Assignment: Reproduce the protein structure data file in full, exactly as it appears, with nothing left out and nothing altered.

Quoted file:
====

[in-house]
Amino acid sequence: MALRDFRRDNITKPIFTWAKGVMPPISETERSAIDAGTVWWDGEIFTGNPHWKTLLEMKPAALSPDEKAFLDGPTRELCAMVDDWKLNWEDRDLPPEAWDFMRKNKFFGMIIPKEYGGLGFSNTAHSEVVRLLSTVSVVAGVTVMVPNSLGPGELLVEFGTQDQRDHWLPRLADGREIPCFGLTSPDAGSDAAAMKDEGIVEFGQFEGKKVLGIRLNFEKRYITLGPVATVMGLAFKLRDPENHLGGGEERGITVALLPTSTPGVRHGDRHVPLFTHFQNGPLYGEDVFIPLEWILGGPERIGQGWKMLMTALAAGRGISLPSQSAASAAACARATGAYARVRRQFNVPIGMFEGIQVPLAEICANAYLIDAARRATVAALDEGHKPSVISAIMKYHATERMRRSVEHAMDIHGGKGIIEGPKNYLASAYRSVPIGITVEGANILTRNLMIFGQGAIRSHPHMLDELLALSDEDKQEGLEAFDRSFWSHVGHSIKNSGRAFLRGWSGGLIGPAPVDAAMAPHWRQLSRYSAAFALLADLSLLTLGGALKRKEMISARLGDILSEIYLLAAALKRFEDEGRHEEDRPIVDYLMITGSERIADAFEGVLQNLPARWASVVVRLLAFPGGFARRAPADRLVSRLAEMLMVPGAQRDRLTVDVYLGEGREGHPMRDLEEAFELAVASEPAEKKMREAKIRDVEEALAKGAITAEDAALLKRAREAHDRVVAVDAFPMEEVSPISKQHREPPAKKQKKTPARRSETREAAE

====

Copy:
[in-house]
Amino acid sequence: MALRDFRRDNITKPIFTWAKGVMPPISETERSAIDAGTVWWDGEIFTGNPHWKTLLEMKPAALSPDEKAFLDGPTRELCAMVDDWKLNWEDRDLPPEAWDFMRKNKFFGMIIPKEYGGLGFSNTAHSEVVRLLSTVSVVAGVTVMVPNSLGPGELLVEFGTQDQRDHWLPRLADGREIPCFGLTSPDAGSDAAAMKDEGIVEFGQFEGKKVLGIRLNFEKRYITLGPVATVMGLAFKLRDPENHLGGGEERGITVALLPTSTPGVRHGDRHVPLFTHFQNGPLYGEDVFIPLEWILGGPERIGQGWKMLMTALAAGRGISLPSQSAASAAACARATGAYARVRRQFNVPIGMFEGIQVPLAEICANAYLIDAARRATVAALDEGHKPSVISAIMKYHATERMRRSVEHAMDIHGGKGIIEGPKNYLASAYRSVPIGITVEGANILTRNLMIFGQGAIRSHPHMLDELLALSDEDKQEGLEAFDRSFWSHVGHSIKNSGRAFLRGWSGGLIGPAPVDAAMAPHWRQLSRYSAAFALLADLSLLTLGGALKRKEMISARLGDILSEIYLLAAALKRFEDEGRHEEDRPIVDYLMITGSERIADAFEGVLQNLPARWASVVVRLLAFPGGFARRAPADRLVSRLAEMLMVPGAQRDRLTVDVYLGEGREGHPMRDLEEAFELAVASEPAEKKMREAKIRDVEEALAKGAITAEDAALLKRAREAHDRVVAVDAFPMEEVSPISKQHREPPAKKQKKTPARRSETREAAE